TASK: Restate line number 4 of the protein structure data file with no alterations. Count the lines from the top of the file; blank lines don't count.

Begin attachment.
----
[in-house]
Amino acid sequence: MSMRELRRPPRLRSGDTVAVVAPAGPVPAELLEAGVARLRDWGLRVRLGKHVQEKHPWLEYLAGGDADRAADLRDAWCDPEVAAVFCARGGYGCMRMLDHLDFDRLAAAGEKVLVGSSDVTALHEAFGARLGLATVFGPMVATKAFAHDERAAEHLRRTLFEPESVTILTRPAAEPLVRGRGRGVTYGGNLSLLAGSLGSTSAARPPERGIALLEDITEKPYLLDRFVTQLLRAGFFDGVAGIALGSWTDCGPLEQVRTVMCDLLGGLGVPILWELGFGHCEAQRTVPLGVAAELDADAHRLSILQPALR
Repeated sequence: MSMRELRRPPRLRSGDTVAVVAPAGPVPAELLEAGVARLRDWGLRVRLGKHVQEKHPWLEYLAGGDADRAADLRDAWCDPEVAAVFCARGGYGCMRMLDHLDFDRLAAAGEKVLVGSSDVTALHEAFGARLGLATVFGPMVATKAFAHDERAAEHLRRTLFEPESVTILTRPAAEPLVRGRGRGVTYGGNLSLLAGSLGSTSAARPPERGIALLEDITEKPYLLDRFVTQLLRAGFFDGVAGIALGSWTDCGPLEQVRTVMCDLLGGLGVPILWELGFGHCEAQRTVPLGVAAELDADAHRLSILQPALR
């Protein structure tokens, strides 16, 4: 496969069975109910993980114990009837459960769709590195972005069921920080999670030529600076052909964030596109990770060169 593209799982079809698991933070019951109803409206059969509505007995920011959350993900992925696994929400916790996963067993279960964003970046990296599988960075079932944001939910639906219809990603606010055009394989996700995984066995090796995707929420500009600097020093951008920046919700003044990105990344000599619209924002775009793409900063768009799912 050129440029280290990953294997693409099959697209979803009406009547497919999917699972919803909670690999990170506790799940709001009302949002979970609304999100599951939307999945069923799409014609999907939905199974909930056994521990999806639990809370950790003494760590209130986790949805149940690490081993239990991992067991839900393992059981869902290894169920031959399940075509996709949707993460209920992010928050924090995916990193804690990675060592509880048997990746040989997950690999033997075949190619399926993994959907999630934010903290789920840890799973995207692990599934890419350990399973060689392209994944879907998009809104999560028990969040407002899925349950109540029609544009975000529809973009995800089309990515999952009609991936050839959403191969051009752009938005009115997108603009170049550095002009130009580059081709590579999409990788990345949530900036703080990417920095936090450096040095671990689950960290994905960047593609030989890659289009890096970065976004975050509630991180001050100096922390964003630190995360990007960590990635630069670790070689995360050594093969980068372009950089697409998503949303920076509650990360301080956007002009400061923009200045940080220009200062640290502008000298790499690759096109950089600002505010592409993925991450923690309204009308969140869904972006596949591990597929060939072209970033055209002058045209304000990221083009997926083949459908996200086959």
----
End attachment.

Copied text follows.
């Protein structure tokens, strides 16, 4: 496969069975109910993980114990009837459960769709590195972005069921920080999670030529600076052909964030596109990770060169 593209799982079809698991933070019951109803409206059969509505007995920011959350993900992925696994929400916790996963067993279960964003970046990296599988960075079932944001939910639906219809990603606010055009394989996700995984066995090796995707929420500009600097020093951008920046919700003044990105990344000599619209924002775009793409900063768009799912 050129440029280290990953294997693409099959697209979803009406009547497919999917699972919803909670690999990170506790799940709001009302949002979970609304999100599951939307999945069923799409014609999907939905199974909930056994521990999806639990809370950790003494760590209130986790949805149940690490081993239990991992067991839900393992059981869902290894169920031959399940075509996709949707993460209920992010928050924090995916990193804690990675060592509880048997990746040989997950690999033997075949190619399926993994959907999630934010903290789920840890799973995207692990599934890419350990399973060689392209994944879907998009809104999560028990969040407002899925349950109540029609544009975000529809973009995800089309990515999952009609991936050839959403191969051009752009938005009115997108603009170049550095002009130009580059081709590579999409990788990345949530900036703080990417920095936090450096040095671990689950960290994905960047593609030989890659289009890096970065976004975050509630991180001050100096922390964003630190995360990007960590990635630069670790070689995360050594093969980068372009950089697409998503949303920076509650990360301080956007002009400061923009200045940080220009200062640290502008000298790499690759096109950089600002505010592409993925991450923690309204009308969140869904972006596949591990597929060939072209970033055209002058045209304000990221083009997926083949459908996200086959």